By Professor Robin Stonecash, Head of Gold Coast Campus and Dean and Head of School of Business and Tourism at Southern Cross University
In the early 2000s I attended a function where Anna Bligh was the guest speaker. The then Queensland Deputy Premier recounted a funny story about a colleague who needed to speak with her. People were starting to talk because Ms Bligh had appeared on the front page of a Brisbane newspaper under the headline “Ms Rising Star”. The colleague said in hushed tones that people were saying she was “ambitious!” as if that were the worst thing you could say about a woman. As we know Ms Bligh succeeded Peter Beattie as Premier in 2007 and went on to lead Queensland for five years.
More than a decade later and people are saying that Julie Bishop was somehow flawed because she dared to believe that she, too, had what it took to be leader of the Coalition government and Prime Minister of Australia. In 2019 women are still not supposed to be ambitious nor to want to demonstrate their leadership skills. We have made great strides for the equality of women but we have a long way to go.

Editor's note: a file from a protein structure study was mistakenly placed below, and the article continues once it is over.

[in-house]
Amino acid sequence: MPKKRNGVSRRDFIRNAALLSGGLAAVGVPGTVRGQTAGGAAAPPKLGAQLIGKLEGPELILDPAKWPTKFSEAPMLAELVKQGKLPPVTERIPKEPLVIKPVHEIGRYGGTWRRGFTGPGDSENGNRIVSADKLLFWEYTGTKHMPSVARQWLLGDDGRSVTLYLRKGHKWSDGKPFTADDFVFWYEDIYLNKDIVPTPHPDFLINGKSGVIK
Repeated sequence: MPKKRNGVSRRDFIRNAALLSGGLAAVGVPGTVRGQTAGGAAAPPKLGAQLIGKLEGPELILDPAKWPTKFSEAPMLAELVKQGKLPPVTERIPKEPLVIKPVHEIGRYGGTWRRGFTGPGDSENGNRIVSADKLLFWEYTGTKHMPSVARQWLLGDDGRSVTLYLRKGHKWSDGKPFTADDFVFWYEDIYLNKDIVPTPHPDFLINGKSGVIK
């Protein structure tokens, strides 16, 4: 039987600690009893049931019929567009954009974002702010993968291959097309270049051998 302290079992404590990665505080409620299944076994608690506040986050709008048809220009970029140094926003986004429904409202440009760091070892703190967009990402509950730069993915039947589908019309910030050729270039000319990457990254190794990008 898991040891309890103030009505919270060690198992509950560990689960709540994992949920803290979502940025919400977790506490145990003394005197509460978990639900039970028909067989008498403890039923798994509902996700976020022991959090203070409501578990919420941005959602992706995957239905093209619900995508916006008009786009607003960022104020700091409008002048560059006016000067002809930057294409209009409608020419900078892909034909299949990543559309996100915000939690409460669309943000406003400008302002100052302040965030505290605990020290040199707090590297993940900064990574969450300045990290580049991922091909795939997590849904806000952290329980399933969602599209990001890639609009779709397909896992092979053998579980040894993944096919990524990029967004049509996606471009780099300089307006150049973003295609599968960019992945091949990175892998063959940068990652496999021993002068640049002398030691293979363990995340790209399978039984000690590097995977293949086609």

So what can we do to get more women into leadership positions? In my School at Southern Cross University, I encourage women to apply for leadership roles, to apply for better positions, to think of themselves as leaders. I coach them and mentor them. But most importantly, I encourage women to think of themselves as leaders and not to say they don’t really care about the title or the money. I tell them to admit to ambition. And I encourage men to imagine a woman when they think of a boss, a leader, a manager, a mentor. There are big, national policy things we can do, but sometimes the small things matter just as much. Like saying, “Yes, I’d like that promotion, that leadership role. And I think I’d be good at it for the following reasons”. And for both men and women to say “You’re absolutely right – you would be good at it”.
As long as women are still made to feel bad for wanting the top jobs, we will have gender inequality. So for International Women’s Day, tell your daughter that she can aspire to be anything she wants. And tell your son that he should be proud to work for a fine leader – that she’ll be strong, fair and he’ll learn something from her.
International Women's Day 2019
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